Sunday, August 2, 2009

Intelligent Design

I'm feeling limited by the topic I set here. My interest in critiquing Objectivism comes and goes, and for now I've been interested in studying Kant's Critique of teleological reflective judgment. Whether or not that can be made to fit in with the forum topic is another thing, as Rand had no opinion of this work that I'm aware of, and perhaps no knowledge of it.

But then, it's my blog and I can create any topic I want, so I'll just forge ahead. What's interesting to me is the fact that Kant had an answer to the recent, now past, debate over Intelligent Design. This is found in sections 77 and 78 of his Critique of Judgment.

I realize that ID followers like to attack Darwinian evolution which came along after Kant's death. However, ID has been in existence for hundreds of years, and anyway, Darwin was hardly the first to come up with a theory of evolution.

Kant's argument does not address evolution, only ID versus mechanistic materialism.
Evolution could easily be seen as a school of thought founded in the latter.

Part of Kant's answer states that both theories are needed. ID is the product of subjective, reflective judgment. In other words, it is based in the need of reason to find purpose in a design, thus a Grand Designer. And of course mechanism provides the key to many answers to scientific issues. Kant even says that we don't know if maybe the Grand Designer (my term for it, by the way) created mechanism, and of course evolution along with it. It is, at least, a logical possibility given the limitations of our knowledge, for we cannot say one way or the other, but at least the skeptic is confounded to find an answer where a simple "no" merely reveals his dogmatism, that is, the pseudo-religious thrust of his materialism requires a priori absolutes that aren't founded in materialism but upon which materialism is based.

Kant states that one theory should not supplant the other, so attempts by ID theorists to downplay evolution theory are just as wrong as materialistic attempts to reduce religious experiences to the material realm. This sort of Compatibilism between ID and mechanism is not, however, Kant's final solution to the problem. Otherwise we would be left with only a kind of "cold" acceptance or tolerance of each side to the other.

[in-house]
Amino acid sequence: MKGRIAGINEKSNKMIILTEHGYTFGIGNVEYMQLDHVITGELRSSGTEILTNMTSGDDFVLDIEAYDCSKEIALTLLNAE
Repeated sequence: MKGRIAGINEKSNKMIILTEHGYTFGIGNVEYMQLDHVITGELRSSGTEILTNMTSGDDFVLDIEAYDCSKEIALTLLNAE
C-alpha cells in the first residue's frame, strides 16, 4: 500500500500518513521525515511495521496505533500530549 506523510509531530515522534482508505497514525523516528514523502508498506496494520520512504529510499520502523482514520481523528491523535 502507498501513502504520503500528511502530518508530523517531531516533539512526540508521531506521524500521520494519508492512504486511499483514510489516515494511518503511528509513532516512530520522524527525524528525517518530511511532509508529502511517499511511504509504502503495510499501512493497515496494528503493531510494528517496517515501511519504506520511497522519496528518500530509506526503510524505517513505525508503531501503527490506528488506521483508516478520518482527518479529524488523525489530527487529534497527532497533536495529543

Kant's solution is to ground both theories in a "supersensible substrate" in which materialism is subsumed by Intelligent Design. This grounding, or foundation if you will, does not however provide any kind of theoretical or scientific knowledge, it does nothing to supplant the investigations of materialistic science. What it does say however is that the materialist must, in the long run, acknowledge that there is the imputation of design and purpose to certain elements in the universe and that, indeed, no matter how far science may advance in its study of genetics, the materialist cannot explain the growth of even a single blade of grass without the imputation of a Designer.

On a personal note, some time ago a friend of mine told me that he became convinced of the existence of God while studying, and being completely amazed by, genetics during his college years. So you see, it is not just the growth and development of life that requires a Designer (although not in actuality, but only, as Kant tells us, a heuristic principle), it is the very scientific matrix that encompasses the essence of life itself, which may or may not even be considered life but only a complex of protein molecules, that requires a Designer or, as Kant called it, a "supersensible substrate."

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